“We want peace to give us the possibility to withdraw.”
PKONWEB Report – US Special Representative for Afghan Reconciliation Zalmay Khalilzad and Principal Deputy Assistant Secretary of State Alice G Wells were in Islamabad last week.
They held meetings with Pakistani authorities as part of regular consultations, on bilateral relationship and the ongoing Afghan peace talks.
Khalilazad stressed that any peace agreement with the Afghan Taliban would depend on the declaration of a permanent ceasefire and a commitment to end the country’s long war.
In an interview with Afghanistan’s largest private television station, Tolo News, the US special envoy for peace in Afghanistan said the Taliban’s demands were focused on the withdrawal of US forces (first) from the country.
“(But) Our focus is on terrorism. No agreement will be done if we don’t see a permanent ceasefire and a commitment to end the war,” said Khalilzad. “We are seeking peace and (a) political settlement … We want peace to give us the possibility to withdraw.”
The United States has about 14,000 troops in war-ravaged Afghanistan since October 2001 as part of a NATO-led mission, known as Resolute Support.
U.S. President Donald Trump wants to reach an agreement to end his country’s longest-ever (unwinnable) war, which dislodged the Taliban from power in Afghanistan following the Sept. 11, 2001 terror attacks.
However, intense fighting is still going on all over the country, and while the Taliban are negotiating, they now control and influence more territory than at any point since 2001.
Taliban officials familiar with the negotiations told AP that the U.S. was seeking a year and a half to withdraw its estimated 14,000 troops from Afghanistan, while the Taliban wanted it done in six months
A plan to cut the number of staff at the U.S. embassy in Kabul by up to half starting late this month has alarmed some who fear such a move could undermine the fragile peace process.
After several rounds of talks with the Taliban over the months in Doha, Khalilzad reported some progress toward an accord on withdrawing U.S. troops and on how the Taliban would prevent extremists from using Afghanistan to launch attacks as al Qaeda did in 2001.
But the Taliban still refuse to negotiate with President Ashraf Ghani’s government, which they call a puppet regime controlled by the United States.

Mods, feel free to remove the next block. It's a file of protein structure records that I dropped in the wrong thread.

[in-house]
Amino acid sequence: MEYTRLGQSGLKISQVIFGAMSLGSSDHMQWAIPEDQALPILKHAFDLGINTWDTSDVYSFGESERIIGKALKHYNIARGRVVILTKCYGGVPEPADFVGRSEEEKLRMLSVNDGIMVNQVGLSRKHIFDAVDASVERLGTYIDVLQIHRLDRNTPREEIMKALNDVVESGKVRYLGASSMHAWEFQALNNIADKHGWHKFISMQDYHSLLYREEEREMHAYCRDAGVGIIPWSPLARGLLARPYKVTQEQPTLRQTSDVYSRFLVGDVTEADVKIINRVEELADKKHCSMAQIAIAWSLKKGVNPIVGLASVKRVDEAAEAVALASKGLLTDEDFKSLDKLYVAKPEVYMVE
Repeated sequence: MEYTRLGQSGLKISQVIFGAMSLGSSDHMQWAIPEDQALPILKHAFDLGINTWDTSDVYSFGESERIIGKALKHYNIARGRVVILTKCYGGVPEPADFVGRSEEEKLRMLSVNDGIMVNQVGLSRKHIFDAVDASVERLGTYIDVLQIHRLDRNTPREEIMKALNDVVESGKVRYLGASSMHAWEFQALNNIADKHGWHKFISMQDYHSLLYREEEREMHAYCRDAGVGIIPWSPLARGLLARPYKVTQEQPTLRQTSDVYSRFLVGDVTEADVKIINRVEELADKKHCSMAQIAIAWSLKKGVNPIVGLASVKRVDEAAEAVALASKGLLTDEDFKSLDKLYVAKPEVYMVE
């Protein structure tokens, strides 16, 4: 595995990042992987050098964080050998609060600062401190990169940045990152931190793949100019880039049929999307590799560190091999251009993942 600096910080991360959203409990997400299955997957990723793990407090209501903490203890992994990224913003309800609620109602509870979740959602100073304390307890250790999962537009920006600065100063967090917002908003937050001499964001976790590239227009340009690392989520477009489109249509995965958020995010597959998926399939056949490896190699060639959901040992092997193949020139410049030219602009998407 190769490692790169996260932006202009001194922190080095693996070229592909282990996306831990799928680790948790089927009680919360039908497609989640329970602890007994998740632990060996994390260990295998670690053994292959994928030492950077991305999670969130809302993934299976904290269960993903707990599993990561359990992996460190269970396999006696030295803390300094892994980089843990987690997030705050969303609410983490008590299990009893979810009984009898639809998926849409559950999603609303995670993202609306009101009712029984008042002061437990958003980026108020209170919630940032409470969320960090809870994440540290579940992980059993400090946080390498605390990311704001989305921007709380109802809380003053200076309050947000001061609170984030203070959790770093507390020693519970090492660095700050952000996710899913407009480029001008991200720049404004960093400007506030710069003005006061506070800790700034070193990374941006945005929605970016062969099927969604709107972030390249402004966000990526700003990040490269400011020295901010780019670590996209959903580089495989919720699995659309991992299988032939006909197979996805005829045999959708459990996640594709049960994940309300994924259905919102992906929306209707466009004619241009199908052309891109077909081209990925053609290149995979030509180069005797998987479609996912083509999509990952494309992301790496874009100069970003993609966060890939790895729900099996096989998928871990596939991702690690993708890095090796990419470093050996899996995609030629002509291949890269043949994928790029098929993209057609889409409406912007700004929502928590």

Khalilzad told Tolo news that he had tried in recent weeks to foster such a dialogue, adding there had been some progress “but not as much as I wanted”.
Hoping to renew the push for direct talks with the Taliban, President Ashraf Ghani convened a grand consultative assembly.
The Loya Jirga, a traditional gathering of elders, religious scholars, and prominent Afghans, saw more than 3,000 people gather amid tight security for four days of discussion under a large tent in Kabul.
Pakistan has been supportive of the peace talks and made it clear last week it will not be party to any Afghan conflict. Pakistan is highly dismayed by the surge of violence in Afghanistan from all sides. The so called offensives are condemnable and will undermine the peace process, it said.
Prime Misiter Imran Khan said, “It is not right to seek an edge in dialogue through coercion. Pakistan implores all parties to recognize the importance of the moment and seize it.”
Khalilzad has greatly appreciated PM Khan’s statement on Afghanistan.
“PM Imran’s appeal for reduction of violence and policy against promoting internal conflict in other nations has potential to positively transform the region and give Pakistan a leading role.”
The Taliban on Saturday said the gap is narrowing in talks with Washington’s special peace envoy over a timetable for the withdrawal of U.S. troops from Afghanistan. The two sides are continuing to meet in Qatar, where the insurgent movement maintains a political office.
“There are proposals to lower the gap between the two sides, but (it) still needs negotiation to reach a final agreement,” said Taliban spokesman in Doha, Suhail Shaheen in an English language statement to AP.
Both sides have offered new proposals for drawing down U.S. and NATO forces. This would be a significant initial step toward a deal to end nearly 18 years of war and America’s longest and costliest military engagement- $16 trillion and running.